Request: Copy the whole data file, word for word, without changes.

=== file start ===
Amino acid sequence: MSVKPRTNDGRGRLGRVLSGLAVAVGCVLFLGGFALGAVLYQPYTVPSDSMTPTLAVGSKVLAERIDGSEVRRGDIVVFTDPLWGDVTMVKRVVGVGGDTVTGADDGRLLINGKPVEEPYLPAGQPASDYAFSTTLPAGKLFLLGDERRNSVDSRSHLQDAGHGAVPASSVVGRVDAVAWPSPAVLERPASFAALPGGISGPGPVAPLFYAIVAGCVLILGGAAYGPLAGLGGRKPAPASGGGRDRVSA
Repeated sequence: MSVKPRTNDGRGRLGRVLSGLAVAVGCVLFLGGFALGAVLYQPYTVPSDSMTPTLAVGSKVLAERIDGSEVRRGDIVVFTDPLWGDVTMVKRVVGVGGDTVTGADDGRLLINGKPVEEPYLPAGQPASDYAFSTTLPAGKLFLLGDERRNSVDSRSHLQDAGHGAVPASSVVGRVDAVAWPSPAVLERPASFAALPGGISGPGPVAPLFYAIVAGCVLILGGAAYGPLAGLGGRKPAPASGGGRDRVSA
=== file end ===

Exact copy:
Amino acid sequence: MSVKPRTNDGRGRLGRVLSGLAVAVGCVLFLGGFALGAVLYQPYTVPSDSMTPTLAVGSKVLAERIDGSEVRRGDIVVFTDPLWGDVTMVKRVVGVGGDTVTGADDGRLLINGKPVEEPYLPAGQPASDYAFSTTLPAGKLFLLGDERRNSVDSRSHLQDAGHGAVPASSVVGRVDAVAWPSPAVLERPASFAALPGGISGPGPVAPLFYAIVAGCVLILGGAAYGPLAGLGGRKPAPASGGGRDRVSA
Repeated sequence: MSVKPRTNDGRGRLGRVLSGLAVAVGCVLFLGGFALGAVLYQPYTVPSDSMTPTLAVGSKVLAERIDGSEVRRGDIVVFTDPLWGDVTMVKRVVGVGGDTVTGADDGRLLINGKPVEEPYLPAGQPASDYAFSTTLPAGKLFLLGDERRNSVDSRSHLQDAGHGAVPASSVVGRVDAVAWPSPAVLERPASFAALPGGISGPGPVAPLFYAIVAGCVLILGGAAYGPLAGLGGRKPAPASGGGRDRVSA